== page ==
Cry, the Beloved Country: A Letter From South Africa - OZY | A Modern Media Company

Cry, the Beloved Country: A Letter From South Africa

Cry, the Beloved Country: A Letter From South Africa

By Kate Bartlett

By Kate Bartlett

It’s the worst violence South Africa has seen since liberation hero Nelson Mandela walked free from prison and laid the foundations for the “Rainbow Nation” three decades ago.

More than 70 people are dead, shopping malls have been burned to the ground, cargo trucks torched, highways blocked, and there have been running street battles and stampedes in which fleeing looters were crushed to death. Banks’ ATMs have been blown up and essential services like health clinics ransacked, while more than 1,000 people have been arrested. Google Maps has introduced a riot tracker so people can avoid unrest. Among the extraordinary scenes, as seen below, a baby was thrown to safety from a building looters had set on fire.

The country, already struggling amid a COVID-19 surge, is now teetering on the brink, forcing President Cyril Ramaphosa to send the army into the streets and prompting calls for calm from the United Nations.

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As I drove today through Alexandra, an affected Johannesburg township, passing row after row of shacks, makeshift hair salons, shuttered taverns, police vehicles and streets strewn with rocks from the unrest, I hoped what I was witnessing would be just a blip in South Africa’s progress.

So what happened to this G-20 nation that is Africa’s most industrialized economy with one of the world’s most progressive constitutions?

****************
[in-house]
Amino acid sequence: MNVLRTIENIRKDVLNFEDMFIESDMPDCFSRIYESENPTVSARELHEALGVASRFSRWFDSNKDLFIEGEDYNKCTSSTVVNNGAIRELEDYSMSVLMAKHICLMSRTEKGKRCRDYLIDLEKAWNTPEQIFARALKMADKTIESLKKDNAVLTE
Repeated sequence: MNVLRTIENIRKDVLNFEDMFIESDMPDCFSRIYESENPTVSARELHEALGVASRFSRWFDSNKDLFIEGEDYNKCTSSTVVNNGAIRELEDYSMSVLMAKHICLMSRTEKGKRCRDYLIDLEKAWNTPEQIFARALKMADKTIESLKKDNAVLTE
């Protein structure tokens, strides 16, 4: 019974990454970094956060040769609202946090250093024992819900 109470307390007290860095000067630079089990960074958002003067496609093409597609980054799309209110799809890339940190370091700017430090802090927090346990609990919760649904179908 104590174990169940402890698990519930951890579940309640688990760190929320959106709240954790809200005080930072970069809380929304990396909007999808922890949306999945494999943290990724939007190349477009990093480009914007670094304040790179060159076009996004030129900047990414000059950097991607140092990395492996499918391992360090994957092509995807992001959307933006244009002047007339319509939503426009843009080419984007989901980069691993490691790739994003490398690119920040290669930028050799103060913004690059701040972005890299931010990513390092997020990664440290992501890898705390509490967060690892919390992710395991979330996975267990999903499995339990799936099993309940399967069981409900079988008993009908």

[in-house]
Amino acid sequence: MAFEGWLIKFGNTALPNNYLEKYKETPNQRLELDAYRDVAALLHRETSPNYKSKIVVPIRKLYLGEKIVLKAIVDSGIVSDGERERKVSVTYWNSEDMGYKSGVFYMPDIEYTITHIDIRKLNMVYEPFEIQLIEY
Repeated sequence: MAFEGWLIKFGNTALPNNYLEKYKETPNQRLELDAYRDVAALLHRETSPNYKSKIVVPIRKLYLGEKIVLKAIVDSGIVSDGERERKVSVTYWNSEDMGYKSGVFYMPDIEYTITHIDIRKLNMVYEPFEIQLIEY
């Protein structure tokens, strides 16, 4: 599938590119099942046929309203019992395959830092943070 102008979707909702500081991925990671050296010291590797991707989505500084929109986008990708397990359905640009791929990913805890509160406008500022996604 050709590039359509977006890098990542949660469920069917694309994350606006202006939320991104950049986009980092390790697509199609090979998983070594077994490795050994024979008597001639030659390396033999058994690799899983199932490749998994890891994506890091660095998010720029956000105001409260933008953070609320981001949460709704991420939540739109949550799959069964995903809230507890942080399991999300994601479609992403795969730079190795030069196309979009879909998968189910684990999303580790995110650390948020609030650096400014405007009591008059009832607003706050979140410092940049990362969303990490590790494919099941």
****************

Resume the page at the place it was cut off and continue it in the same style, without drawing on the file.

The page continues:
Democracy happened. Last week, former President Jacob Zuma, a populist who’s often been compared to former U.S. President Donald Trump, was sent to jail.

It was a pivotal moment on a continent, and in the broader world, where the powerful seldom end up behind bars for their crimes.

Zuma, a former freedom fighter from Mandela’s African National Congress (ANC) party, was sentenced to 15 months for contempt of court after he failed to appear at a corruption inquiry looking into graft and influence peddling during his nine years in power.

Despite the scandals, the 79-year-old has a stranglehold over an important faction of the ANC and is loved by many for his singing, dancing and contagious laugh — his second name, Gedleyihlekisa, translates to “the one who laughs while grinding his enemies.”

But last week, South Africa’s judiciary had the last laugh and won praise for its fierce independence when it sentenced one of the country’s most powerful men to prison.